As America’s Voice Political Director Zachary Mueller recently noted, these are not fringe accounts but instead the main communications platforms of the Republican Party. And accounts belonging to top Republicans, too. Mueller noted in his Feb. 12 “Combatting the Nativist Narrative” that Senator Marco Rubio (R-FL), a former proponent of immigration reform and a son of Cuban exiles, echoed replacement theory in a recent tweet. 

In Tennessee, Republican Governor Bill Hagerty lashed out at a reporter who questioned whether he was concerned that his use of “invasion” rhetoric was inspiring extremist actors. The reporter pointed to a neo-Nazi march in Nashville this past weekend. Marchers reportedly chanted “Sieg Heil” and called for the deportation of Mexicans. Earlier this month, the FBI also announced the arrest of a Tennessee man who sought to shoot and maim migrants at the border over a supposed invasion. 

But rather than address the extremist threats facing communities in his state and the nation, Hagerty angrily doubled down. “Well, you know, what I said is not rhetoric, it’s a fact … we are being invaded at the border,” he told the reporter.


This “invasion” and “replacement” conspiracy theory has also been the basis for some of the GOP’s most extreme actions, most recently the baseless impeachment effort against Department of Homeland Security Secretary Alejandro Mayorkas.

“If you’re in any doubt about actual fascist creep in the United States, know that the Great Replacement was — until a couple years ago — considered an absurd & deeply racist conspiracy theory,” observed Will Carless, extremism and emerging issues correspondent at USA Today. “A sitting US cabinet member was just impeached based on essentially the same notion.” House Republicans reaffirmed this conspiracy theory not once but twice after an initial vote failed.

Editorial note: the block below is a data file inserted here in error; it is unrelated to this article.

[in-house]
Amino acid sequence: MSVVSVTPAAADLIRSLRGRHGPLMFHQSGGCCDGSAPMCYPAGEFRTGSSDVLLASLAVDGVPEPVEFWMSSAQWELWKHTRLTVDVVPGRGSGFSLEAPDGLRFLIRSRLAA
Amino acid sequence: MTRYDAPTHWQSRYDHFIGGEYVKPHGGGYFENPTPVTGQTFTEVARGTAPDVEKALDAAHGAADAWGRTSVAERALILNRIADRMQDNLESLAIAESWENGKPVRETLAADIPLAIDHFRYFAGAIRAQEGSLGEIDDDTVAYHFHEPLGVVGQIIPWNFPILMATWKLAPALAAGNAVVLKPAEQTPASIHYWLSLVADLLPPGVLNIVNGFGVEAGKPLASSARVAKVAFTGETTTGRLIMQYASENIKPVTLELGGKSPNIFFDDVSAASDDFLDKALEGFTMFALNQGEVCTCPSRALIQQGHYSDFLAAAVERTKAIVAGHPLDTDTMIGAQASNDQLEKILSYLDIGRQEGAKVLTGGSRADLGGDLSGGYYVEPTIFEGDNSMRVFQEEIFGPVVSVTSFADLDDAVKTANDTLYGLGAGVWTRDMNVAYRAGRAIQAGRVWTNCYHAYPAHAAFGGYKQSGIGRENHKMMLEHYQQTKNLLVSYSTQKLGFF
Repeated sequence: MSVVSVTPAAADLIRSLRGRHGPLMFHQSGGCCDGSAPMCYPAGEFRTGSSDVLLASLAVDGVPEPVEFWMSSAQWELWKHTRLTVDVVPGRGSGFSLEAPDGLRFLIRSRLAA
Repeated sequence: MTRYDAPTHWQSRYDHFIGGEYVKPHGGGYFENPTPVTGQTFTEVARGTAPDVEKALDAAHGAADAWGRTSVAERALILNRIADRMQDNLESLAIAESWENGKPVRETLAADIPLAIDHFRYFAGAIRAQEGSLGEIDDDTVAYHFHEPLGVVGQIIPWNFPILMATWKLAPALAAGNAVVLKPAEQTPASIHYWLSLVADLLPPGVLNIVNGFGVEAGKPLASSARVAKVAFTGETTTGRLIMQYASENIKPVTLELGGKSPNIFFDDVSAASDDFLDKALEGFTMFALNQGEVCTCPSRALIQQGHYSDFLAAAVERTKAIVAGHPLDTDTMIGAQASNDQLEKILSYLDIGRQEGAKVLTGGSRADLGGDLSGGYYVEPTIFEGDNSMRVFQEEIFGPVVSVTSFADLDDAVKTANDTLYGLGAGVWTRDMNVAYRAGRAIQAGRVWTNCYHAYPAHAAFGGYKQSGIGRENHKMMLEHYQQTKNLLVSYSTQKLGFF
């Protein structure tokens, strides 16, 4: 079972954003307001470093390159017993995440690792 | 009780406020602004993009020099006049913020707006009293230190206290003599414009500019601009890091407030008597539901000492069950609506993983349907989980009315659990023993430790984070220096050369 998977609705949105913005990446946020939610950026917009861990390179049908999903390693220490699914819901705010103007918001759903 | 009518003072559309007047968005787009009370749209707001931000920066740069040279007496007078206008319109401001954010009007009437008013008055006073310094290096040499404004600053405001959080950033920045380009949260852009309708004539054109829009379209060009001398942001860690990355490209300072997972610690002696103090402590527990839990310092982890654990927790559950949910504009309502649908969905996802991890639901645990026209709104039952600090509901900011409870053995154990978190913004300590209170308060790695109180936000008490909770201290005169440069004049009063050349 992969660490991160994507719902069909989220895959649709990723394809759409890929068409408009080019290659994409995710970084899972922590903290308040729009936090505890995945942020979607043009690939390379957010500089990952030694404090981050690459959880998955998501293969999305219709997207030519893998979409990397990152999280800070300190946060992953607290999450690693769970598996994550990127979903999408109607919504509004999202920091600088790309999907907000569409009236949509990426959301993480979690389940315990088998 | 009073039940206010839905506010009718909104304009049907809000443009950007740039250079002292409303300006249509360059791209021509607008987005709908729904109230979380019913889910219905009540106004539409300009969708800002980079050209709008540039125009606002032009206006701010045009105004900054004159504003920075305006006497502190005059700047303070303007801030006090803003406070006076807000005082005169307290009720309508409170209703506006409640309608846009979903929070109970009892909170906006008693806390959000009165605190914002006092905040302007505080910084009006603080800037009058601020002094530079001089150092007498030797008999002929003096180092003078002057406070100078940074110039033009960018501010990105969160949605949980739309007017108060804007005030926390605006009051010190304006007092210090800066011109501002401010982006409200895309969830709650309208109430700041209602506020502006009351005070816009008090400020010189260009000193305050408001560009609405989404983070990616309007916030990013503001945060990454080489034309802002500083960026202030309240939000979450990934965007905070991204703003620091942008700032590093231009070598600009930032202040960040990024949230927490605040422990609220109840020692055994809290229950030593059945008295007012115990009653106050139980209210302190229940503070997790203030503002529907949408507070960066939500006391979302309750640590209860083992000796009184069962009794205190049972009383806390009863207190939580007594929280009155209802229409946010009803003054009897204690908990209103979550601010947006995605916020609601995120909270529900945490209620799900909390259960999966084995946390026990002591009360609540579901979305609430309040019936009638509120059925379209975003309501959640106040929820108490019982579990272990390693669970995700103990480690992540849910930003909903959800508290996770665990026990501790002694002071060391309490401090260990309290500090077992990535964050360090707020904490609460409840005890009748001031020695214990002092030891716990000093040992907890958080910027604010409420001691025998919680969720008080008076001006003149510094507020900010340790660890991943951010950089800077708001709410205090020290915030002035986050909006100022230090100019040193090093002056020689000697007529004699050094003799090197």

“The immigration debate has historically been laced with racist and antisemitic rhetoric and conspiracy theories,” former Anti-Defamation League (ADL) leader Abraham Foxman wrote in an opinion essay at TIME. “These poisonous ideas are center stage in the drive to impeach Homeland Security Secretary Alejandro Mayorkas. Impeachment proponents in Congress accuse Mayorkas of deliberately inviting an immigrant invasion. This draws directly from the “Great Replacement” theory, which explains demographic change as a plot against white people, often instigated by Jews to undermine white dominance and usurp power.”


On the same day that House Republicans voted for the second time to impeach Secretary Mayorkas despite finding zero evidence he committed any high crimes and misdemeanors, Senate Republicans’ official Twitter account claimed that “Biden’s border invasion is destroying communities across America.” Meanwhile, the Congressional Leadership Fund, the House GOP’s top super PAC, has also been running “invasion” conspiracy ads in support of Texas Republican Governor Greg Abbott’s standoff with the federal government.